We humans have a deep, innate fear of the dark. We tend to feel more comfortable in the bright light of day that transparently reveals that which is around us, allowing us to assess and respond to people, situations, and things. There is something about the dark which adds the element of the ominous or disturbing. A screen door banging open repeatedly in daylight is a bother, needing to be closed tight lest the bugs get into the house. A screen door banging open repeatedly in the dead of night can leave us with our hearts banging out the same rhythm in our throats, tentatively tiptoeing towards it and taking deep, relieved breaths once it is safely closed and locked.
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Fear. We’re in it all the time. The cancer patients I teach, friends on the financial edge, my husband who has nightmares. A disturbing childhood vision--an intruder climbing a ladder to his room but somehow never reaching the sill--means he hates to be alone in the house.
I don’t fear death or burglars, just failure and ferris wheels. But that’s been enough to affect many life choices. I don’t drive or have a career (or enjoy amusement parks). I lead classes and ritual, but both make me sweat. I imagine my friends rolling their eyes as I seek reassurance for something I’ve done a hundred times before....
This past week has been a tough one on the household budget. If money flows, then my household was at the top of a hill watching it flow down and away at an alarming rate. When money is leaving faster than it's arriving, it can lead to some interesting reactions . . . such as a stronger urge to spend what you've got, to stock up for bad times. Or to choke off the flow entirely and preserve what you've got, even though this will also likely stop the inward flow as well.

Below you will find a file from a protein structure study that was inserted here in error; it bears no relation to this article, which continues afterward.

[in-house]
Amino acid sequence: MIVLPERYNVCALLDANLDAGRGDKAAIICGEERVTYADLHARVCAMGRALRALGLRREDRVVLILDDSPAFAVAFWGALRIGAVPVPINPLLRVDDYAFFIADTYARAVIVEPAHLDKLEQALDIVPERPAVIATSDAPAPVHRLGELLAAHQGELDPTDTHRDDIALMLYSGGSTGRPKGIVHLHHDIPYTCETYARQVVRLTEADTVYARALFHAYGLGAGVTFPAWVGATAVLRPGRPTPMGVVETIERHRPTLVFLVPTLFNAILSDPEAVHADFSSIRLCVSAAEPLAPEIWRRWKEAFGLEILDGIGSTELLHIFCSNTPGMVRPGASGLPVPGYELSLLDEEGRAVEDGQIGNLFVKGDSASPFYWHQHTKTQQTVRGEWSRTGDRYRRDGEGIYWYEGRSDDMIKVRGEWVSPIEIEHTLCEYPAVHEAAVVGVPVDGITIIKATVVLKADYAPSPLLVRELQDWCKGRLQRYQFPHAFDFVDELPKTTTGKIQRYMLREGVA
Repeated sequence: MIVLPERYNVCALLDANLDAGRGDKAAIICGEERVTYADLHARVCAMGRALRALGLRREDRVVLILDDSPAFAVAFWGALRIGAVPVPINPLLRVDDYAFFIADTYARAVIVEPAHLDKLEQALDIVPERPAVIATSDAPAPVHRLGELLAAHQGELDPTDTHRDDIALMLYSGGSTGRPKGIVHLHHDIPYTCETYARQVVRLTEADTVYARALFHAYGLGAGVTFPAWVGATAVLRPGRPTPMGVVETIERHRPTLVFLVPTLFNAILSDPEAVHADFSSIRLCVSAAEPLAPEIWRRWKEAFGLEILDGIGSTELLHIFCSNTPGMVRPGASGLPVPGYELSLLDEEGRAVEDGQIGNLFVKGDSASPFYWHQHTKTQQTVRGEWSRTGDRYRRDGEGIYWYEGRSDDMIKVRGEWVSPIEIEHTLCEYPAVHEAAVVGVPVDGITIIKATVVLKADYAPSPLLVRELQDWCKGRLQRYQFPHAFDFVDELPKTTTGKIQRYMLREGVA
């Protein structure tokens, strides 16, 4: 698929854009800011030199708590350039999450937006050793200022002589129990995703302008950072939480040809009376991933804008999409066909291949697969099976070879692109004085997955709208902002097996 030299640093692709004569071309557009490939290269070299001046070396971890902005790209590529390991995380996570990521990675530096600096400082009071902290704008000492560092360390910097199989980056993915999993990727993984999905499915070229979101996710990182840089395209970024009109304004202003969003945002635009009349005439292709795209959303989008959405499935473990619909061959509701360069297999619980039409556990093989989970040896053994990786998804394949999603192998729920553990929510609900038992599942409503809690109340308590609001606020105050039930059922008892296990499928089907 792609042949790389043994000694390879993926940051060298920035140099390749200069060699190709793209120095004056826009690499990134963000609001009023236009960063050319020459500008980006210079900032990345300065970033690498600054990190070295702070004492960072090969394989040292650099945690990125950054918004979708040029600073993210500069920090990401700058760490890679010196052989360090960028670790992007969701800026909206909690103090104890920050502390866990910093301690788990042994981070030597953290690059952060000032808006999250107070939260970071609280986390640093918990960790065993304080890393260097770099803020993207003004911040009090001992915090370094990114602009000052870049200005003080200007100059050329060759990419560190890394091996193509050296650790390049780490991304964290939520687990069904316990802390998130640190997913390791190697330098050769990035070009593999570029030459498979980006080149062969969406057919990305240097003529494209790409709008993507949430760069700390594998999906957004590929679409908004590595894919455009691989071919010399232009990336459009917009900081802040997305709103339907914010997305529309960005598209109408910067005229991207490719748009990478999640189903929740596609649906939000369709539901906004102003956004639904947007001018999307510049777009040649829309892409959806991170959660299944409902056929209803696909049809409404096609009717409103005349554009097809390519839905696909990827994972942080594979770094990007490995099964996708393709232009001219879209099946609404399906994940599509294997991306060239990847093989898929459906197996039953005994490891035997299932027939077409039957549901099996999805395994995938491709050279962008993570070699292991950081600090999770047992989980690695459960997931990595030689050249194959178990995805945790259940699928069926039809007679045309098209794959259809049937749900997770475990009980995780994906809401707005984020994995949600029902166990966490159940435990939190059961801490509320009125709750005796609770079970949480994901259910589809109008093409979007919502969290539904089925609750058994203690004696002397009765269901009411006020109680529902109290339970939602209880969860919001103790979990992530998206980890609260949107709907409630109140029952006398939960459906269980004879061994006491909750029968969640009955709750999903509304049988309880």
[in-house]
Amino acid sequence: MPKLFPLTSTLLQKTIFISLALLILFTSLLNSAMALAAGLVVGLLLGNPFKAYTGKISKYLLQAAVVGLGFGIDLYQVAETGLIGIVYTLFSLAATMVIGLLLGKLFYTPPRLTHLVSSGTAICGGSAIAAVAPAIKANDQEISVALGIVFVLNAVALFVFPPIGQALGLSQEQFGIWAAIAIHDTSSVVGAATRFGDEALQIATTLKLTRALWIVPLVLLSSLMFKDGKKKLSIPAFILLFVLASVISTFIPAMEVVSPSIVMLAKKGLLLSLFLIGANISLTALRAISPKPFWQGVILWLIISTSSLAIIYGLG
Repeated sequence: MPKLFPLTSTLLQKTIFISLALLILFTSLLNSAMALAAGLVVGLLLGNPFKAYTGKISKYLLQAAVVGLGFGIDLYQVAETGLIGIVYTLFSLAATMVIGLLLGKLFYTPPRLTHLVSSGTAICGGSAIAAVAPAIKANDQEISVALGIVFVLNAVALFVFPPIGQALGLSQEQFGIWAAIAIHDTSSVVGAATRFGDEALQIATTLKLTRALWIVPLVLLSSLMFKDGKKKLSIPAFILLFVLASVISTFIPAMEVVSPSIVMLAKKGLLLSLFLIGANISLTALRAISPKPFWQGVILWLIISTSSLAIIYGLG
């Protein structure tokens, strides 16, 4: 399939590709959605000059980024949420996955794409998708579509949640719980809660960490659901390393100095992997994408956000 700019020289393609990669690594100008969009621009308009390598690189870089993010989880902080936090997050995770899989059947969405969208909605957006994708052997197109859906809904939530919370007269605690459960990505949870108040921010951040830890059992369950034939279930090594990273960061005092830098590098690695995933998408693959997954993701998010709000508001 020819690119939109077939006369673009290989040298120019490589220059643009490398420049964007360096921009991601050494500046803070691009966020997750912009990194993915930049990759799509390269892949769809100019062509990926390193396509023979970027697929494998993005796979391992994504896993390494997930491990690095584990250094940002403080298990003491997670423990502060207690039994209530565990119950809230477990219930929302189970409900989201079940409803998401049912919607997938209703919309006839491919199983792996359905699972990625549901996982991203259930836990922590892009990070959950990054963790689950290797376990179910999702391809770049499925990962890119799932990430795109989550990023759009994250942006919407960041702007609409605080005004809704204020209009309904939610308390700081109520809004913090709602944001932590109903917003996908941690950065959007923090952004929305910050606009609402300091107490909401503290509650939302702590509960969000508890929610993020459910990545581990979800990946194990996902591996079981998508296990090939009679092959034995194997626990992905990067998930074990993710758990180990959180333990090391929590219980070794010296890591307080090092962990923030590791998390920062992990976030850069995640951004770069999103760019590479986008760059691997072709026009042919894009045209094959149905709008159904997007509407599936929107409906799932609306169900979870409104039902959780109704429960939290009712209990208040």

It's hard to save money when it feels like you don't have any....
I'm currently going through an emotionally painful time in my life, which includes plenty of tears, and I'm not ashamed or afraid to admit that. It has got me thinking about a lot more about my future, my place in this universe, and not only what my spiritual path means to me, but where it's headed. I foresee a lot of change this year in my life, and it scares me. Recently, while having one of my less formal 'morning chats' with one of the goddesses, I broke down and began to cry at the overwhelming pressure and fear.
As the darkness approaches, I find myself thinking more and more about courage. What is courage? Personally, I think courage is so subjective – there is no one definition that would suit everyone. Yet I shall give it a go in any case.
The dictionary defines courage as: the quality of mind or spirit that enables a person to face difficulty, danger, pain, etc., without fear; bravery. I would posit that courage is the quality of mind/spirit that enables a person to face difficulties, etc in spite of fear. It is just not true that the brave know no fear – I believe that they simply get on with it. There is no such thing as a fearless person, unless that person has not the mental capacity for it, having suffered physical brain or emotional trauma....
Ten years ago I had the courage to attend my first Womongathering. Womongathering was a four day women’s spirituality festival in the woods of Pennsylvania. I had been reading about it since 2001 when I found the Womongathering newsletter at a local pagan store. It was a dark time in my life. I had nightmares almost every day, suffered from panic attacks and saw my therapist at least once a week. Some times I saw her more often, especially if I had a mental breakdown that week. Mental breakdowns consisted of me crying hysterically, afraid to leave my room, and could be brought on by almost anything. I desperately needed to go somewhere safe. I needed to find the strength to continue. I remember my now ex-husband dropping me off at the gate. I was terrified making my way into the festival without him. I was so afraid to be alone back then. All the women at the festival were so friendly, but I was too scared to notice.
I spent my first night at Womongathering curled up in my blankets, clinging to my teddy and crying. Here I was, twenty-five years old with my teddy bear as a lifeline. No one could have guessed that the bulky book bag I took with me everywhere wasn’t full of books-- it held my teddy bear. I was doing a lot of inner child work and dealing with the memories coming up because of it. So with my therapist’s approval I was at Womongathering looking for something to switch on inside me. I hoped that an event full of women honoring Goddess energy would give me the change I was looking for.